July 08, 2010

Nature is always providing, the problem is it goes mostly without human notice. In search of money, we are not available to utilize what magically appears and is offered freely.

When I met comfrey, I thought it was an invasive weed. It grew in places I didn't want it to and it was bristly to walk next to. None of my animals really wanted to eat it. I had to cut it down every month to stop it from taking over my garden.

Not anymore, I love comfrey now. Like with any plant you are getting to know it takes time to understand its nuances. It is also a perennial herb. It attracts bees early in the season when there are few flowers. It draws nutrients from deep in the earth for the other plants to use. One of these is potassium making comfrey excellent fertilizer for flowering plants. The leaves accelerate decomposition so are very effective in the compost bin. It makes an excellent shady companion for strawberries. The large leaves make excellent mulch. It is also a medical plant with a long history of healing.

Now to make a short story longer, today I went to water the new berry patch, first time after a month of rain, it was needed. I couldn't find my honeyberry females anywhere. I saw the males they were hard to miss, mostly brown with little green tips (the move was hard on them), poking out of the comfrey plants. It was only when I took a deep look into the patch of comfrey that the females were found. They were surrounding this little bushes like a protective shield as the female honeyberries were lush and very healthy. They were the only comfrey plants in the whole garden grown from volunteer seed to be at the right place at the right time.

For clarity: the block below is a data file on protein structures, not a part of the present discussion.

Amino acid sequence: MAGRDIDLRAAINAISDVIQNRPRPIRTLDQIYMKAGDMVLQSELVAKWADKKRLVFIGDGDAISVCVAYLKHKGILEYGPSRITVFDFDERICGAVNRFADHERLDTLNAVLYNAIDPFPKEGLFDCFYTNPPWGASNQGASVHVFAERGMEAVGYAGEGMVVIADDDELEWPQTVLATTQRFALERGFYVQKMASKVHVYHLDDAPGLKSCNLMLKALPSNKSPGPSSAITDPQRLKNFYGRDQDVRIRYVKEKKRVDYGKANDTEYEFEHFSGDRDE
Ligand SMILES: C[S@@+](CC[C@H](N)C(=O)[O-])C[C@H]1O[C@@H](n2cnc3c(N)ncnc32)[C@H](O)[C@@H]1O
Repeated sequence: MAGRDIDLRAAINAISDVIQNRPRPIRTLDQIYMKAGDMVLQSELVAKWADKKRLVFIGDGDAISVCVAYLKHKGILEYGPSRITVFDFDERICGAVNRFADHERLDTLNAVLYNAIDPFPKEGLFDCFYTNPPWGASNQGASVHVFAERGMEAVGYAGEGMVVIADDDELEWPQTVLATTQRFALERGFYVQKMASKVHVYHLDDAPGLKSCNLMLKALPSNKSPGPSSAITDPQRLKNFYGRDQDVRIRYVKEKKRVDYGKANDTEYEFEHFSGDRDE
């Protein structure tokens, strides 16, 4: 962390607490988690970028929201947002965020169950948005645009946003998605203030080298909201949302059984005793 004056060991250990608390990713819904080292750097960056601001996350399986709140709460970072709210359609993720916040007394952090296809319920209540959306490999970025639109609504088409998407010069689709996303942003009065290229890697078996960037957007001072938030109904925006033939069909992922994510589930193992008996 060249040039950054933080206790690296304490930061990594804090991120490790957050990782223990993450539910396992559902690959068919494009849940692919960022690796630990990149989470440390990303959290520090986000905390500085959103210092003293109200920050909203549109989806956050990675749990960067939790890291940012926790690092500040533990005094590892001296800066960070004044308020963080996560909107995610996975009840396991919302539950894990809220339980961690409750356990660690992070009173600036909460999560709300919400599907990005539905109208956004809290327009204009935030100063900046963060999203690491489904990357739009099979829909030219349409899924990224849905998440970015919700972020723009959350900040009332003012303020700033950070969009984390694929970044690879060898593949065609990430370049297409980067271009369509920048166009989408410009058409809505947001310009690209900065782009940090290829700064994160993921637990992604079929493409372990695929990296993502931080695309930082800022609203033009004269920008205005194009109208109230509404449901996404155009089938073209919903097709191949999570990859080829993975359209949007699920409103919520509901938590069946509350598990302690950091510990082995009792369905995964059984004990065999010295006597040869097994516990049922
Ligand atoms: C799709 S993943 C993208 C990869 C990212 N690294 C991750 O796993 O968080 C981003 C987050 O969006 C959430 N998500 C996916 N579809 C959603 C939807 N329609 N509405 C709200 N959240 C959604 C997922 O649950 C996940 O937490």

1. I too, have just been turned on to comfrey this year. I will be growing this in the future, thanks for the insight!

  2. Comfrey is a wonderful plant. Unfortunately, I don’t have it growing, although it’s very common around here. I will have to buy it somewhere, either a plant or seeds.

  3. I grow comfrey too. Its a great fertilizer and good for the chickens, as well.

  4. I love my comfrey, but it has gotten a lot larger than I expected it to. However, it's hard to have too much of it! Thanks for sharing.

    I love the "right place at the right time" comment at the end. So many plants seem to be out of place and time, and sometimes people do, too, when all along it turns out that we are exactly where we need to be.

  5. My husband has a problem with comfrey. He thinks that the roots go all the way to China. Since it became very invasive, we dug most of it up, but, because it all needs a smidgen of a root, it seems to pop up somewhere and anywhere in the garden. When it does, you will see my husband, with a shovel, digging as deep as he can so he can get those roots that are traveling to China. hehe
    I started growing it because it is known to be good for healing your cuts and bruises. If I need it, all I have to do is search and I know I will find it somewhere (even growing by the burn pile). And it seems to bloom all the time, attracting bees and creating beauty in the garden (as long as I keep some hidden from my husband).